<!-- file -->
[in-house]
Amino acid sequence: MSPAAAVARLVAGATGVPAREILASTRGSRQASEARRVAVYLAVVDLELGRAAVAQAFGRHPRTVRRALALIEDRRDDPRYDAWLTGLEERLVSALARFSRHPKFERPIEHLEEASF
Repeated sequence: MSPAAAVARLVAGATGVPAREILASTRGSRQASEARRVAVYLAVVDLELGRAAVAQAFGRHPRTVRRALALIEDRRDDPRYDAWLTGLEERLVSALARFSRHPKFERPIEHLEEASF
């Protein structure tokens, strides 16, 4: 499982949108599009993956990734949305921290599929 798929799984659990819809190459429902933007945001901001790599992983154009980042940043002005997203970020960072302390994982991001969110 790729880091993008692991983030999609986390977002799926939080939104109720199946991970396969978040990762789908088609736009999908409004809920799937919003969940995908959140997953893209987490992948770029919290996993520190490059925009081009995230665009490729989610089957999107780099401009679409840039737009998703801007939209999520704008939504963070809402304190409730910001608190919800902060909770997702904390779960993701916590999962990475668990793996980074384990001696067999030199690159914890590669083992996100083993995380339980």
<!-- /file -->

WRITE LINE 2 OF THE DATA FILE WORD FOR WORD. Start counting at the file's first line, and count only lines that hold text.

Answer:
Amino acid sequence: MSPAAAVARLVAGATGVPAREILASTRGSRQASEARRVAVYLAVVDLELGRAAVAQAFGRHPRTVRRALALIEDRRDDPRYDAWLTGLEERLVSALARFSRHPKFERPIEHLEEASF